I had big plans to talk about my latest kitchen creation this week and then - things got real. Nepal. 7.8M. The current death toll has climbed to over 4,800 at this point in time, and almost double that in injuries counted so far. Millions of people have been affected across the country. The loss and suffering is heartbreaking and is apparent looking at the news and social media. For now. I know that first wave of relief organizations are already there on the ground doing the work that needs to be done immediately - help save lives and provide food, water, shelter and medical care for the survivors.
But I worry about two months from now, when monsoon season comes, and many people are still living outside without adequate shelter, and the threat for water-born disease spreading increases.
And two years from now, when many organizations have moved on to the next great crisis (because there is always another, unfortunately) and the people of Nepal are still trying to rebuild and still living among rubble and remnants of their homes and communities.
The situation in Nepal is already bringing back to life the aftermath and handling/mishandling of the 2010 earthquake in Haiti. Working for a small international nonprofit organization, I saw this aftermath firsthand, and seeing the devastation in Nepal brings it all back.
This is me surveying and mapping new rebuilding sites after the 2010 earthquake, just outside Port-au-Prince.
Even over a year after the earthquake in Haiti, people were living on top of rubble. Some literally living on top of where their home once stood, just tarps on top of crushed cement. Others left the crowded areas of Port-au-Prince for tent camps set up in the countryside. Most had patched together tents given to them by relief organizations during the first wave of post-earthquake response. Imagine these tents over a year later, after being exposed to the elements for that amount of time. What was meant to be a temporary shelter had become a semi-permanent home for many, many people.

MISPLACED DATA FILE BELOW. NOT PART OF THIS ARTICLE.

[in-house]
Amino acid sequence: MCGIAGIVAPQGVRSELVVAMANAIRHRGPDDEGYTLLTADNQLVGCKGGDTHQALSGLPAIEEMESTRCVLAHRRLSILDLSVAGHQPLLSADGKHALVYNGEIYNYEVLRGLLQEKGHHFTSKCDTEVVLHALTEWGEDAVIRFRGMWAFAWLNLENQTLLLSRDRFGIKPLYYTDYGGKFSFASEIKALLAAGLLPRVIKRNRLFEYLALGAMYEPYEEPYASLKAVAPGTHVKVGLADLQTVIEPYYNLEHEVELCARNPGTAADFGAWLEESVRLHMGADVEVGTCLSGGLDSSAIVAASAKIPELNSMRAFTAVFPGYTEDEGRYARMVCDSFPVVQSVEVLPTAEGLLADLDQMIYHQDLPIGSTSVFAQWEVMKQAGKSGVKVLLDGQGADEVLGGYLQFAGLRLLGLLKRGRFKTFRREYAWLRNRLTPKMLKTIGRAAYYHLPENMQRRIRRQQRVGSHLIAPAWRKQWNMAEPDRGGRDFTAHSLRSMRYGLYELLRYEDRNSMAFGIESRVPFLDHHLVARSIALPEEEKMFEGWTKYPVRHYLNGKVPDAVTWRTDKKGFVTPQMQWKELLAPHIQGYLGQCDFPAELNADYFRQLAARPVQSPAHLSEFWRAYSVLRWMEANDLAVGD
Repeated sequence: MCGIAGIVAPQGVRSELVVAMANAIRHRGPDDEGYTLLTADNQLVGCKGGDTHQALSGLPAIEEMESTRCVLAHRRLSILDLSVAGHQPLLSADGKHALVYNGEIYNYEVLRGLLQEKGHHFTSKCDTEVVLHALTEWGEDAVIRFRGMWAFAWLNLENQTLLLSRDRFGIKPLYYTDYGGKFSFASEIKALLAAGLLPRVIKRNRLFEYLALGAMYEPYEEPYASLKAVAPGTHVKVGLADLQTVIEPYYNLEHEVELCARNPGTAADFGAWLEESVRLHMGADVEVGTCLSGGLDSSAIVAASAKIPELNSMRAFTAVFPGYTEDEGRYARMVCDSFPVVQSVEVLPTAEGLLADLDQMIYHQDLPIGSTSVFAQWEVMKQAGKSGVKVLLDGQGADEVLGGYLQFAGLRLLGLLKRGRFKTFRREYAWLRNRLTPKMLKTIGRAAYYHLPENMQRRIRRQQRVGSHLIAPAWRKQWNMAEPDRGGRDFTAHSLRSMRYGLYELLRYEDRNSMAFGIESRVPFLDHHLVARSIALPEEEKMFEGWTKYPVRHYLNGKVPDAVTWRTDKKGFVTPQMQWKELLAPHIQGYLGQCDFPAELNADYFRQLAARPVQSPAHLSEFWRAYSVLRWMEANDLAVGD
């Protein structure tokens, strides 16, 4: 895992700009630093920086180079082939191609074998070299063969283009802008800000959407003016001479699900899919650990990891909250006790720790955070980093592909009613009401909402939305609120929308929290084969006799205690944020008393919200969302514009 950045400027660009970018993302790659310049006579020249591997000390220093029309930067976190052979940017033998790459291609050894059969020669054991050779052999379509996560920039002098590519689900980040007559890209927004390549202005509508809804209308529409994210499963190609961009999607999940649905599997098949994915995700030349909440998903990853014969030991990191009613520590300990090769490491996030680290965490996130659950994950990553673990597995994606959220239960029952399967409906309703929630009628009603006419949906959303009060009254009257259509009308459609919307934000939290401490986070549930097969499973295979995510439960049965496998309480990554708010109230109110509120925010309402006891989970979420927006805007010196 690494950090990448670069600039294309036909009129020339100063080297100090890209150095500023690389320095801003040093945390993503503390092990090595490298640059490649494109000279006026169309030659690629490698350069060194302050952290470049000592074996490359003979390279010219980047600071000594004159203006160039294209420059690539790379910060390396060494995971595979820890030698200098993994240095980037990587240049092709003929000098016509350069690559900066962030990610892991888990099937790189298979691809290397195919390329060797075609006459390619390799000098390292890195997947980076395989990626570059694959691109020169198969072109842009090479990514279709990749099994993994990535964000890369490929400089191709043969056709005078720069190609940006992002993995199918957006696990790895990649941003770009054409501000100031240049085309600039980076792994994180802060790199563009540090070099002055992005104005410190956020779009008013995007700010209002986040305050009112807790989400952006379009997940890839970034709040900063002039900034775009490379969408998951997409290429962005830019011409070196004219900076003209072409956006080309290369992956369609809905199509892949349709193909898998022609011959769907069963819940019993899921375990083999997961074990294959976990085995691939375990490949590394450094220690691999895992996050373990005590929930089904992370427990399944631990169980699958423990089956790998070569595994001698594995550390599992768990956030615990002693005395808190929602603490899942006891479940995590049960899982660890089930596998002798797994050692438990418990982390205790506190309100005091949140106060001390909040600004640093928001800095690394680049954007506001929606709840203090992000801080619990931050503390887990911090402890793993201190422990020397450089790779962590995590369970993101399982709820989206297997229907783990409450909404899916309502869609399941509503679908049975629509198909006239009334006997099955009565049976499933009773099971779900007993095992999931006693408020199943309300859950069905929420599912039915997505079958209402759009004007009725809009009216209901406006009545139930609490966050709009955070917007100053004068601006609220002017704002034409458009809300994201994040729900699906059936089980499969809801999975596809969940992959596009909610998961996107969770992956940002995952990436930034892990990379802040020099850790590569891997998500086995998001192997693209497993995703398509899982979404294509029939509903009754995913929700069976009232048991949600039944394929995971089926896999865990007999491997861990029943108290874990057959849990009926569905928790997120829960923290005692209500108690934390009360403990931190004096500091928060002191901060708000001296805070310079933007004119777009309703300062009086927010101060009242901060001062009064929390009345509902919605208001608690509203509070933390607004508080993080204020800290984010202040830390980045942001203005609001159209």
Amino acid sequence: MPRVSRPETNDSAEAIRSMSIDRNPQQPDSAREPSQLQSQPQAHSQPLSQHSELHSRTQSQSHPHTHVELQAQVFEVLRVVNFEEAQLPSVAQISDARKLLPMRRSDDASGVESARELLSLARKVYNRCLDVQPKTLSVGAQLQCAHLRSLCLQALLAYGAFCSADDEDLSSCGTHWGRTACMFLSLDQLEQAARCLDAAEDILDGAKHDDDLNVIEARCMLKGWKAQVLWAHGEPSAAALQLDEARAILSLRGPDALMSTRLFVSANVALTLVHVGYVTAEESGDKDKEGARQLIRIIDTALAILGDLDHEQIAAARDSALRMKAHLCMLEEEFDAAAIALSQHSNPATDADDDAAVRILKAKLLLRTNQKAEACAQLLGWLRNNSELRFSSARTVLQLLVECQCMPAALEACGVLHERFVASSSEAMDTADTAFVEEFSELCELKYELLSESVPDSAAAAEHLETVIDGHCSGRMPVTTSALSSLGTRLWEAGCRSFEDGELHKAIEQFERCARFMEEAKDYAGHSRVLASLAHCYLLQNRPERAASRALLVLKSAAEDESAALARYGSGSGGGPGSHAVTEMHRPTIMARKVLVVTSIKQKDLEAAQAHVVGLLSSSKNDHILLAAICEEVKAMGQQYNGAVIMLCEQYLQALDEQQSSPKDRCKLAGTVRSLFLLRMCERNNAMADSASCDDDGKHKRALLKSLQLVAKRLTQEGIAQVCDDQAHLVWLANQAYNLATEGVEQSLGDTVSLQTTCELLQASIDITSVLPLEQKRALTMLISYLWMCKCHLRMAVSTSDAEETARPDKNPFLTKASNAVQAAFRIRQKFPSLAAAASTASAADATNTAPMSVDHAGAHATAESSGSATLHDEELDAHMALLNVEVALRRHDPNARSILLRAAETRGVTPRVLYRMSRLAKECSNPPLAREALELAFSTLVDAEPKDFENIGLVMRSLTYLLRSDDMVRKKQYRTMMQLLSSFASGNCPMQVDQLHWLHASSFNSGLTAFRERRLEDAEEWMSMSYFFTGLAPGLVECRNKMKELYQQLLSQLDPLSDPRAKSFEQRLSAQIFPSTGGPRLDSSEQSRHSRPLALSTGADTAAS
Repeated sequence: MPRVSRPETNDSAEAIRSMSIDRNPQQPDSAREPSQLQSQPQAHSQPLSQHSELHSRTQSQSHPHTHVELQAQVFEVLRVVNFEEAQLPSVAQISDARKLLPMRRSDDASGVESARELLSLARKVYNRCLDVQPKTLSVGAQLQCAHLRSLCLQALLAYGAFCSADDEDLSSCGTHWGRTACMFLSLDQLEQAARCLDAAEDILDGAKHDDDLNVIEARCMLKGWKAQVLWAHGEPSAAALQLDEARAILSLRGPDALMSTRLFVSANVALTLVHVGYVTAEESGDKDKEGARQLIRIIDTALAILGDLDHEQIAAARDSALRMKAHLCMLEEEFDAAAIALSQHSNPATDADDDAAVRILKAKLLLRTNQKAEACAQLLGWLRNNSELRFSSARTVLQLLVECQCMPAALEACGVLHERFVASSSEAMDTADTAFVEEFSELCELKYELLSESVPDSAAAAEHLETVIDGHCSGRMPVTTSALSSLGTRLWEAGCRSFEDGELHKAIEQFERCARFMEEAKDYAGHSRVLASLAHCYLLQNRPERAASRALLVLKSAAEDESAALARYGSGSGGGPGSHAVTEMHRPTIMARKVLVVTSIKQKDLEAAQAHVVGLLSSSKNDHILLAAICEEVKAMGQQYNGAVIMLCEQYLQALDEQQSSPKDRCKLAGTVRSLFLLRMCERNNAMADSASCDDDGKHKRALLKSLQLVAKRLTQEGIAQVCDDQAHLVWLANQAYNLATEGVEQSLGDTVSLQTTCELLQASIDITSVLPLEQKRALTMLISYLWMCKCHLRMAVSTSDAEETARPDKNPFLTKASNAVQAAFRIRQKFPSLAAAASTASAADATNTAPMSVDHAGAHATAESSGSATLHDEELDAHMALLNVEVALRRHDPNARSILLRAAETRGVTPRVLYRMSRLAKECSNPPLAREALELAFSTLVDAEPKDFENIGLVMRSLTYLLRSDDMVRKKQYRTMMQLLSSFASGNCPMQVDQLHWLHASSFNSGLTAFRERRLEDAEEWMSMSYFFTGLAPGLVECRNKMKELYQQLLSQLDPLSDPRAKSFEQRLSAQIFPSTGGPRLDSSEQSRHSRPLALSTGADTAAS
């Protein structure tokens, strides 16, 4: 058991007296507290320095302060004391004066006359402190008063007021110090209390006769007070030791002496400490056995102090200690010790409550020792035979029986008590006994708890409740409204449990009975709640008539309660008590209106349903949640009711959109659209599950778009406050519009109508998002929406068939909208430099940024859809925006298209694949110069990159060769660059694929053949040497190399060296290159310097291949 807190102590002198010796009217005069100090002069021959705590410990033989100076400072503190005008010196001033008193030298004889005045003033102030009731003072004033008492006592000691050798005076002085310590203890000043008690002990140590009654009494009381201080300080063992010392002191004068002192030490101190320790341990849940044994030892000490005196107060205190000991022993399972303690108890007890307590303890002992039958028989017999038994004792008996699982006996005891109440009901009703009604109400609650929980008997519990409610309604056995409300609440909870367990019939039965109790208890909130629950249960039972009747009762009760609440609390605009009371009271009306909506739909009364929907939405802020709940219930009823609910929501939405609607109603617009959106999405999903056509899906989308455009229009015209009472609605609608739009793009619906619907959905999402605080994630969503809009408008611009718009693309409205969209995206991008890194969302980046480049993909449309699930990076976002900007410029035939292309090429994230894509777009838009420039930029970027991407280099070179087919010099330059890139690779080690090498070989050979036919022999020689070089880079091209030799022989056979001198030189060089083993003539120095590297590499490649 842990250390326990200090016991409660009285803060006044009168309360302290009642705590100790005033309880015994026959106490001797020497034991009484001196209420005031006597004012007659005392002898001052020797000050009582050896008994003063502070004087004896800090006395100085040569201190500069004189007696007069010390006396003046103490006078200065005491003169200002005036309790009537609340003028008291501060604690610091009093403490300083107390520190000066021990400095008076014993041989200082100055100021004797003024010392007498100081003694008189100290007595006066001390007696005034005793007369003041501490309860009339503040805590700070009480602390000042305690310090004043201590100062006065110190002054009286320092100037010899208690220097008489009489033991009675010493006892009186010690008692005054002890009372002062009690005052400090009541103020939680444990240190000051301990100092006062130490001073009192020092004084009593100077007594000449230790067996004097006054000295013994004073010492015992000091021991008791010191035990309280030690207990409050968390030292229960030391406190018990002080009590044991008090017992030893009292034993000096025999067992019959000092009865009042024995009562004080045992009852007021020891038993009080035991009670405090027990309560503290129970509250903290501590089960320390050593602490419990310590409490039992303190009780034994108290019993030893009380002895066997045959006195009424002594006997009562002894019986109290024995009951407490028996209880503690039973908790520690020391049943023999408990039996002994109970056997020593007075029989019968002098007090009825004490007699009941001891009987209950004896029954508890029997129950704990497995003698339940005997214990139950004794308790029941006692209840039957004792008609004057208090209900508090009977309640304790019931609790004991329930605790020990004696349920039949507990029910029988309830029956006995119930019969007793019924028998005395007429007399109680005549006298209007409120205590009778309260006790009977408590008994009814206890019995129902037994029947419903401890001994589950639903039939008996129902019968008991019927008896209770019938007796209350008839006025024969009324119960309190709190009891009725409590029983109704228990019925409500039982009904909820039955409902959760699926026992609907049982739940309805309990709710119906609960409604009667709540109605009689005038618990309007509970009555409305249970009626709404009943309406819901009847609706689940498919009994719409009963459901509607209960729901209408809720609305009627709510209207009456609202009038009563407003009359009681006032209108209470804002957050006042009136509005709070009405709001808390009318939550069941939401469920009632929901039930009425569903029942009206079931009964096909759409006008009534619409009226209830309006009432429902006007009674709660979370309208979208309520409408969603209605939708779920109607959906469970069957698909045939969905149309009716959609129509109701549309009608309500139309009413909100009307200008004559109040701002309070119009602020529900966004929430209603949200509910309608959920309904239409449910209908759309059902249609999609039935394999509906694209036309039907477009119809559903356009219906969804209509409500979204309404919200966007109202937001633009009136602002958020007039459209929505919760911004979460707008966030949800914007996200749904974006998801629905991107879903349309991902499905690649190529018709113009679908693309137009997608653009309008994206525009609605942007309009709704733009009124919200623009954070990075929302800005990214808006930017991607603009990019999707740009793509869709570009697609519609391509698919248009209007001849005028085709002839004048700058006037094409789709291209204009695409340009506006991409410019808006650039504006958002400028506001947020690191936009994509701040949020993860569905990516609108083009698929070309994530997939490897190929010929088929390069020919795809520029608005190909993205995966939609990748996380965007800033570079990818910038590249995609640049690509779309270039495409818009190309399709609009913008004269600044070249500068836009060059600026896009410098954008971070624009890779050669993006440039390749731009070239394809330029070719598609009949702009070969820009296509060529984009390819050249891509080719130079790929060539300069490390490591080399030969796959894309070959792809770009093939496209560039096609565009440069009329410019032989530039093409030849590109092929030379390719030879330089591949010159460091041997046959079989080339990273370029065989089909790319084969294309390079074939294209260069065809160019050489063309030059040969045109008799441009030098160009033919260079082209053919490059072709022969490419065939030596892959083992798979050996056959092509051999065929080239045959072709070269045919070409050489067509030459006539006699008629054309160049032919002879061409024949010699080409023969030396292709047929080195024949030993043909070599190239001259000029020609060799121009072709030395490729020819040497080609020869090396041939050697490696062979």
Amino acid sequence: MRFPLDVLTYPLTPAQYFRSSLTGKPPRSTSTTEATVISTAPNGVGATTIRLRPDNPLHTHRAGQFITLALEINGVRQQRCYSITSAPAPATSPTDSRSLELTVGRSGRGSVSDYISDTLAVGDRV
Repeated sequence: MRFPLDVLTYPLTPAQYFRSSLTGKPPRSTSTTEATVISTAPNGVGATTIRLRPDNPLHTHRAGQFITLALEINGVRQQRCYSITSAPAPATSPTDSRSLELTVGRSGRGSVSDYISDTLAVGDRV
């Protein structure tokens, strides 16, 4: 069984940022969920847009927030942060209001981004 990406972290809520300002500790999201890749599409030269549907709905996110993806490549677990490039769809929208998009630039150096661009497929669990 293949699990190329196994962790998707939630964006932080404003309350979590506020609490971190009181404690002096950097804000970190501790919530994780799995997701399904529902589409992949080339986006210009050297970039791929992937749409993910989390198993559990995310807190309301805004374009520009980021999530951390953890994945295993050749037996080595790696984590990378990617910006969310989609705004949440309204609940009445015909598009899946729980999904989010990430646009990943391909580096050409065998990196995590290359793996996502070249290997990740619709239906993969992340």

I share all of this because I still carry this experience in my heart. Haiti and Nepal share a bunch of sadly tragic similarities - from GDP's, to government disfunction, and now historic earthquakes. It can feel overwhelming for one person to take this all in, like how in the world can I do anything that could actually help? Would a donation actually make a difference?
I get that. There are a lot of places you can send your money, and regardless of the size of your donation, you want to make sure it counts. That is does SOMETHING. For someone suffering, injured, or who just lost everything.
Even though I am not working for an international nonprofit currently, I am so fortunate to be involved with a great INGO based here in Colorado - Embolden Alliances. One of my favorite professors from my time in graduate school, who inspired me to work internationally, started Embolden and I am honored to serve as a board member for the organization. Embolden Alliances team members are en route to Nepal and are partnering with other organizations to provide immediate medical relief on the ground.
While large relief organizations like the Red Cross already have the bulk of the funding necessary to respond to the situation in Nepal, smaller/grassroots organizations often times have the local knowledge and partnerships already in place to hit the ground running. And these sorts of partnerships are more likely to be maintained - long after the large relief organizations have packed up and moved on.
So, if you are in a position to donate and want to know that your contribution is definitely being put to use on the ground in Nepal, please consider Embolden Alliances, or another great direct relief organization you trust. And if you can't donate - even spreading the word on social media to your circle can have an impact. Every individual action does matter.